Historic decision makes Truvada the first drug approved to reduce the risk of HIV infection from sexual contact among HIV-negative individuals at elevated risk of infection
Today, the U.S. Food and Drug Administration approved the use of Gilead’s antiretroviral drug Truvada for HIV prevention — known as pre-exposure prophylaxis (PrEP).
The AIDS Foundation of Chicago lauds this historic decision.
Truvada has long been an important component of treatment regimens for people living with HIV. Multiple studies found that Truvada, when taken daily as PrEP, in combination with safer sex practices, significantly reduced the risk of sexually-acquired HIV infection among high-risk adults. For more than a year, the AIDS Foundation of Chicago (AFC) has urged the FDA’s study and approval of Truvada for PrEP.
PrEP is one piece of the puzzle to preventing the spread of HIV/AIDS, said David Ernesto Munar, AFC’s President/CEO, and it is an important tool to have in a growing array of HIV prevention strategies.
“AFC has long supported the development of new prevention technologies, including PrEP and vaginal and rectal microbicides,” Munar said. “The FDA’s decision today on Truvada is exciting. Our challenge now is to implement PrEP as strategically as possible, and to ensure the people who need it most, those who are most at risk for HIV, have access.”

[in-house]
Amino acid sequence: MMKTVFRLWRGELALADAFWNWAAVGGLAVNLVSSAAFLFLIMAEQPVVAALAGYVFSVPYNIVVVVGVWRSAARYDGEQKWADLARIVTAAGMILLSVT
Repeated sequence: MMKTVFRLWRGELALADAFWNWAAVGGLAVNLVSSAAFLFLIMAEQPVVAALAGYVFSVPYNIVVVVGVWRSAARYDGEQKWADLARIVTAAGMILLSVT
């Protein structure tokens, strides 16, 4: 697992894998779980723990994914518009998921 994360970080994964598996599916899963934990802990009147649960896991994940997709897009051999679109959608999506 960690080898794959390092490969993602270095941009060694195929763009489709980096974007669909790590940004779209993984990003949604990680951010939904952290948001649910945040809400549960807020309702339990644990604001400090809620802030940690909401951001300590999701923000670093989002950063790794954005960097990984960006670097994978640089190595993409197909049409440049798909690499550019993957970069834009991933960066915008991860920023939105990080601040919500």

AFC’s support of PrEP has been multifaceted. Last year, AFC launched a website of video and written PrEP testimonials called My PrEP Experience. Another AFC initiative, Mapping Pathways , has investigated various HIV prevention strategies — including PrEP — in different cultural contexts around the world.
And earlier this year, AFC joined a national coalition of AIDS organizations in support of the FDA’s approval of Truvada for PrEP.
“This is an enormous turning point, a real game changer, in the fight against HIV,” said Jim Pickett, AFC’s Director of Prevention Advocacy and Gay Men’s Health. “The toolbox we have been working for decades to expand now has Truvada as PrEP.”
“We can make a huge dent in new infections if we incorporate this tool into our prevention programming, and provide people more methods to avoid HIV,” Pickett said. “We can look forward to more sex acts being protected, especially among individuals who have already chosen, for whatever reason, to not use condoms consistently.”
To read the FDA news release, click here.
To read Munar’s October 2011 Huffington Post op-ed piece on PrEP, “Don’t Delay HIV Prevention for Gay and Bi Men,” click here.
Founded in 1985 by community activists and physicians, the AIDS Foundation of Chicago is a catalyst for local, national, and international action against HIV/AIDS.
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